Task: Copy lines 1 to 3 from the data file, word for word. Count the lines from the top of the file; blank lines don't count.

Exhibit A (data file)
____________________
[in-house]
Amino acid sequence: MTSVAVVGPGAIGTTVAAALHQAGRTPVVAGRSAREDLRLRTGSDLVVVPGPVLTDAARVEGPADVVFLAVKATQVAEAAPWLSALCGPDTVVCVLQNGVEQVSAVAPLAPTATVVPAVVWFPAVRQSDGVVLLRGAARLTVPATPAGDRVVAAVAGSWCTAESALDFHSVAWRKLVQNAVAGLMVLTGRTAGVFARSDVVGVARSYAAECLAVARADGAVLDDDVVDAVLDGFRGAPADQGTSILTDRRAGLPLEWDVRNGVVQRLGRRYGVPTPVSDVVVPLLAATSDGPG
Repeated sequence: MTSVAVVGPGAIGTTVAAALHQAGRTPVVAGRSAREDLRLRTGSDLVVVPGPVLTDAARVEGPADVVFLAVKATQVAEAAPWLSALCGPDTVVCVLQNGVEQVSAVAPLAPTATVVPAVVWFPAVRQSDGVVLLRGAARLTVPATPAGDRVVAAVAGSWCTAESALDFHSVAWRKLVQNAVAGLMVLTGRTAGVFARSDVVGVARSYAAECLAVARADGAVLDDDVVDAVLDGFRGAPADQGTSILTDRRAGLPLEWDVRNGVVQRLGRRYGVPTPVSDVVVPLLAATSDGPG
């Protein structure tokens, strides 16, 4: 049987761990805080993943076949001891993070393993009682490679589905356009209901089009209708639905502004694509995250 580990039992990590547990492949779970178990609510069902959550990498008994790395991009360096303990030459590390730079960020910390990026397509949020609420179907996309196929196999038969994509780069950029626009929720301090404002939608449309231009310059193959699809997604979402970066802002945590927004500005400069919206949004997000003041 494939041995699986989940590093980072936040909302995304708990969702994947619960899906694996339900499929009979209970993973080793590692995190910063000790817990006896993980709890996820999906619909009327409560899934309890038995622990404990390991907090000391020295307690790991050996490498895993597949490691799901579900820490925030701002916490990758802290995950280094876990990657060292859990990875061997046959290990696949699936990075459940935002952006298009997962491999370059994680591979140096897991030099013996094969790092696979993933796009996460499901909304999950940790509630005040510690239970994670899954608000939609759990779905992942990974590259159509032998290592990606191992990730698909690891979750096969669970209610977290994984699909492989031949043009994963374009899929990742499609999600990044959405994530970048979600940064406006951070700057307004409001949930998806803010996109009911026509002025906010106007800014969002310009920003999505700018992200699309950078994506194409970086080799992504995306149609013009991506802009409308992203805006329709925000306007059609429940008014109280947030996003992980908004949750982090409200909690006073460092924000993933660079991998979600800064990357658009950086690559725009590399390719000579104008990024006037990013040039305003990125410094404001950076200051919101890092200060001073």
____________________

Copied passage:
[in-house]
Amino acid sequence: MTSVAVVGPGAIGTTVAAALHQAGRTPVVAGRSAREDLRLRTGSDLVVVPGPVLTDAARVEGPADVVFLAVKATQVAEAAPWLSALCGPDTVVCVLQNGVEQVSAVAPLAPTATVVPAVVWFPAVRQSDGVVLLRGAARLTVPATPAGDRVVAAVAGSWCTAESALDFHSVAWRKLVQNAVAGLMVLTGRTAGVFARSDVVGVARSYAAECLAVARADGAVLDDDVVDAVLDGFRGAPADQGTSILTDRRAGLPLEWDVRNGVVQRLGRRYGVPTPVSDVVVPLLAATSDGPG
Repeated sequence: MTSVAVVGPGAIGTTVAAALHQAGRTPVVAGRSAREDLRLRTGSDLVVVPGPVLTDAARVEGPADVVFLAVKATQVAEAAPWLSALCGPDTVVCVLQNGVEQVSAVAPLAPTATVVPAVVWFPAVRQSDGVVLLRGAARLTVPATPAGDRVVAAVAGSWCTAESALDFHSVAWRKLVQNAVAGLMVLTGRTAGVFARSDVVGVARSYAAECLAVARADGAVLDDDVVDAVLDGFRGAPADQGTSILTDRRAGLPLEWDVRNGVVQRLGRRYGVPTPVSDVVVPLLAATSDGPG